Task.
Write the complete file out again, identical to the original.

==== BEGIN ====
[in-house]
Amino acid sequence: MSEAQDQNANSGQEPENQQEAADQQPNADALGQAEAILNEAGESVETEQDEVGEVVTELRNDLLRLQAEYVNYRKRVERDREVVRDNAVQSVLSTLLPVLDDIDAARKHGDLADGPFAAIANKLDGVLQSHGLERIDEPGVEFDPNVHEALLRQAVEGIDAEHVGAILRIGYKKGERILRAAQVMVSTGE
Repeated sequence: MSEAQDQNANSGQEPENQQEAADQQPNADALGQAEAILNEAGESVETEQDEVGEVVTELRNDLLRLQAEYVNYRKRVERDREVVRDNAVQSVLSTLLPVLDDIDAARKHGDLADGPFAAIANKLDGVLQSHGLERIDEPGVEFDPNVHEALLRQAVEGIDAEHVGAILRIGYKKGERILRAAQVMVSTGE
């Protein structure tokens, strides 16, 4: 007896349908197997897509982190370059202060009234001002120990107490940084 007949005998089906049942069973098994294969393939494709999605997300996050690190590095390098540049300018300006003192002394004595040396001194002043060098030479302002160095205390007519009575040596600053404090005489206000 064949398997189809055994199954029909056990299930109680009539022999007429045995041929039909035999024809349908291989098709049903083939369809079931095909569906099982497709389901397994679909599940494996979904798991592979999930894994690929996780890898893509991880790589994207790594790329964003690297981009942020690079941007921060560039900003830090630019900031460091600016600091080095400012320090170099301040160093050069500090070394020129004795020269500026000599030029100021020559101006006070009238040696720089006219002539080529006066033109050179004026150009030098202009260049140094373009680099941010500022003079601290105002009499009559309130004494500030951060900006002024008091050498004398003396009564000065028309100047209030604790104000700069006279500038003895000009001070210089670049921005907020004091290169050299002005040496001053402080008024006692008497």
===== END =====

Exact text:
[in-house]
Amino acid sequence: MSEAQDQNANSGQEPENQQEAADQQPNADALGQAEAILNEAGESVETEQDEVGEVVTELRNDLLRLQAEYVNYRKRVERDREVVRDNAVQSVLSTLLPVLDDIDAARKHGDLADGPFAAIANKLDGVLQSHGLERIDEPGVEFDPNVHEALLRQAVEGIDAEHVGAILRIGYKKGERILRAAQVMVSTGE
Repeated sequence: MSEAQDQNANSGQEPENQQEAADQQPNADALGQAEAILNEAGESVETEQDEVGEVVTELRNDLLRLQAEYVNYRKRVERDREVVRDNAVQSVLSTLLPVLDDIDAARKHGDLADGPFAAIANKLDGVLQSHGLERIDEPGVEFDPNVHEALLRQAVEGIDAEHVGAILRIGYKKGERILRAAQVMVSTGE
């Protein structure tokens, strides 16, 4: 007896349908197997897509982190370059202060009234001002120990107490940084 007949005998089906049942069973098994294969393939494709999605997300996050690190590095390098540049300018300006003192002394004595040396001194002043060098030479302002160095205390007519009575040596600053404090005489206000 064949398997189809055994199954029909056990299930109680009539022999007429045995041929039909035999024809349908291989098709049903083939369809079931095909569906099982497709389901397994679909599940494996979904798991592979999930894994690929996780890898893509991880790589994207790594790329964003690297981009942020690079941007921060560039900003830090630019900031460091600016600091080095400012320090170099301040160093050069500090070394020129004795020269500026000599030029100021020559101006006070009238040696720089006219002539080529006066033109050179004026150009030098202009260049140094373009680099941010500022003079601290105002009499009559309130004494500030951060900006002024008091050498004398003396009564000065028309100047209030604790104000700069006279500038003895000009001070210089670049921005907020004091290169050299002005040496001053402080008024006692008497």